A Haggadah for Transport Planning

To continue my self-imposed tradition, this is the time of year when I wish a Happy Passover to all the closeted transport planners of a Jewish persuasion out there by writing a blog that brings Passover and transport planning together.

Over the last four years, I tended to focus on the story of the Exodus, but this year, I thought I’d look at a different aspect of the holiday: The Haggadah, that all-important booklet that provides the Order for the Seder. Or the Order for the Order. For Seder literally translates as Order, which, considering the chaos that often attends the Passover prayers, festivities, and food of which Jews partake around the dinner table with friends and family, ‘order’ may seem a bit of a misnomer (especially in my family?!). But a good Haggadah can make sense of the occasion. Likewise, good transport planning aims to make sense of the cacophony of spaces we travel through and the ways and means by which we do so.

What specific parallels can I find between transport planning and a Haggadah? Four is an important number during the Seder. The proceedings are punctuated by four cups of wine representing God’s four promises of freedom and redemption. Four is an important number in transport planning too. For example, besides the various debates around accommodating two-wheeled and four-wheeled vehicles, transport modelling is traditionally divided into four – trip generation, trip distribution, modal split, and trip assignment.

I can also imagine breaking the middle matzah and hiding half for the children to find as an afikomen to be a metaphor for filtered permeability – breaking up the road network for children and others who cannot drive so they can find more routes safely open to them. And what about the Hillel sandwich? Transport planners often have to think about balancing space for different groups, just as we balance the bitter with the sweet in that symbolic food.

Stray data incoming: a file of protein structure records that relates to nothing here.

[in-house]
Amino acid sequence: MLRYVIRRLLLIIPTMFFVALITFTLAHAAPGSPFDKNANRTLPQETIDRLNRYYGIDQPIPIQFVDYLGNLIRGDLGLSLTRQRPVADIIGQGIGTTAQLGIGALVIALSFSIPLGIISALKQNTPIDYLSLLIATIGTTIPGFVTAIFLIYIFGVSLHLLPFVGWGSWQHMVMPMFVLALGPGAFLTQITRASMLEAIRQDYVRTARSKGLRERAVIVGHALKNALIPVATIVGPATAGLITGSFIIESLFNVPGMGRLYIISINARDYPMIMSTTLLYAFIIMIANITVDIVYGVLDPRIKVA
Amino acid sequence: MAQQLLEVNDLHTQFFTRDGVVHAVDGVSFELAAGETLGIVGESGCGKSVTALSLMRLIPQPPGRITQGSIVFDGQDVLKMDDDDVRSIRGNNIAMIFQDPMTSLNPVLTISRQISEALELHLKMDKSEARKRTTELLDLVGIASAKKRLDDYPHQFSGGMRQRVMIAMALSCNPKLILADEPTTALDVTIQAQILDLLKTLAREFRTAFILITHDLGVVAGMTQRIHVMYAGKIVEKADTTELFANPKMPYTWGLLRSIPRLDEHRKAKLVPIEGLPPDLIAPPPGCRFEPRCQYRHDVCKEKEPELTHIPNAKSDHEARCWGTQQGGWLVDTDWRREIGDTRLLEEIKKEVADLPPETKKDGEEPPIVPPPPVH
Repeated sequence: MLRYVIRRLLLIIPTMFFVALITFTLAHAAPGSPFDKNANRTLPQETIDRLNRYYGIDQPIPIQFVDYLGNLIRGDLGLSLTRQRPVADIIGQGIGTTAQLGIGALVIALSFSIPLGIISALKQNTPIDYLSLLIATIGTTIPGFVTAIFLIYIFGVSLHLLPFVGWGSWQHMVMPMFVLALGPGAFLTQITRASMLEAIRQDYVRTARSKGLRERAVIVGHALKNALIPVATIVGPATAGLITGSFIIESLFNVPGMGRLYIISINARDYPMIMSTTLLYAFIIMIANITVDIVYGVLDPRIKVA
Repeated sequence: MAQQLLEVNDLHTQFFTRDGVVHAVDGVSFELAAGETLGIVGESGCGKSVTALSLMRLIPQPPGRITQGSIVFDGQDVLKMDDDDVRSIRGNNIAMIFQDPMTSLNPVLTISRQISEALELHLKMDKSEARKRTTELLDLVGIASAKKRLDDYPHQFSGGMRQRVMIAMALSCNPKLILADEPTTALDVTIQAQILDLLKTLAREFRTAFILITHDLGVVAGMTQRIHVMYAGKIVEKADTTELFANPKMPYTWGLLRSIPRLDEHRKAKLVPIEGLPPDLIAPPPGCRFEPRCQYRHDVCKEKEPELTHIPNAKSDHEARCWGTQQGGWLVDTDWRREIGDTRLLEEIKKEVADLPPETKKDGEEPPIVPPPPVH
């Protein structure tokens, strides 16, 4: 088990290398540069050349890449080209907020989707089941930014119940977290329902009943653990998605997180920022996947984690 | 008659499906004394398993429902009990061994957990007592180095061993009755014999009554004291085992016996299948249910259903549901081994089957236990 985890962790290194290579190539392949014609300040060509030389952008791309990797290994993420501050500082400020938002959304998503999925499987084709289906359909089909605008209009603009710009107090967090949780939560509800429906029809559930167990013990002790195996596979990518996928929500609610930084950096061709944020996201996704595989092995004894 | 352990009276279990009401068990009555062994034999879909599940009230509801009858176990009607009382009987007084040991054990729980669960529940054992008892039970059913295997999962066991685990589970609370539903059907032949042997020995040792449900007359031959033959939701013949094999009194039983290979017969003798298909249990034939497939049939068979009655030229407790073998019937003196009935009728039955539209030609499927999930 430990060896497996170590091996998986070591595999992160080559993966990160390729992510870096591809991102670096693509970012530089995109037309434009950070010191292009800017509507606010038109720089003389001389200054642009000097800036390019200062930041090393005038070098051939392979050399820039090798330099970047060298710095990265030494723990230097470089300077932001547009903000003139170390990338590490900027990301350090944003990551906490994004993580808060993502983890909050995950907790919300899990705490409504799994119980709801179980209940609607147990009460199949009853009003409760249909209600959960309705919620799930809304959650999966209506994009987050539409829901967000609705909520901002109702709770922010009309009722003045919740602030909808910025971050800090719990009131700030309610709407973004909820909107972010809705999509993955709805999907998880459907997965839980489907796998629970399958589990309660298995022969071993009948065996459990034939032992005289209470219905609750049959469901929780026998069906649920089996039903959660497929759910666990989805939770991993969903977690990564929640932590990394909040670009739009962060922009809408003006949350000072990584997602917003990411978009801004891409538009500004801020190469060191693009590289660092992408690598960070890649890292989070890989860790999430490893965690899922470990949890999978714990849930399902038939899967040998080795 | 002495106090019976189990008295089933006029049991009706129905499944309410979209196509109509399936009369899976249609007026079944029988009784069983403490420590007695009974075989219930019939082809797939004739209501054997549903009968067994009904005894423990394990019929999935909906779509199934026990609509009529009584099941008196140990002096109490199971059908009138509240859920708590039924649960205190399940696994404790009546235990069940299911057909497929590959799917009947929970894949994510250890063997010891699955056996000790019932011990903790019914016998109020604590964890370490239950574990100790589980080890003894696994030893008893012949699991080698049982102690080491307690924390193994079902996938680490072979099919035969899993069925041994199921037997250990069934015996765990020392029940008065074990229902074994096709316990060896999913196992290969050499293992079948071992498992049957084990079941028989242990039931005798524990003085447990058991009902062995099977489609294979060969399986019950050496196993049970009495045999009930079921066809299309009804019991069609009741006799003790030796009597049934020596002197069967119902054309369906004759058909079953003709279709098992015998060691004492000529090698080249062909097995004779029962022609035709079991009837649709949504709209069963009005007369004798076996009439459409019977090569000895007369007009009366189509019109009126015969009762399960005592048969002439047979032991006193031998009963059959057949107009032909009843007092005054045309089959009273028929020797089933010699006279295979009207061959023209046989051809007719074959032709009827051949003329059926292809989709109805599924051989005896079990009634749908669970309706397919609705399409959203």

The most important parts of the Seder, however, are telling the story and having the festive meal. It is important too that transport planning has a narrative about place, community, and connectivity. Like in the Haggadah, where the story starts with the four questions, any transport planning narrative should start by questioning how assumptions and standards actually apply in what are often different, if not unique contexts. And just as the festive meal brings the whole family or congregation together, so transport planning should deliver places that everyone in the community can partake of and connections that allow everyone to have their fill of access to what they need and options to get there.

Finally, towards the end of the Seder, we open the door for the prophet, Elijah, in hopes that he will herald a better future. Likewise, if transport planning is to be a success, then any order or organisation which it brings to the myriad of movement made by people and goods must be future-proofed and help us to a better future. So a transport planning Haggadah might conclude with the prayer of ‘Next year in a sustainable transport paradise!’

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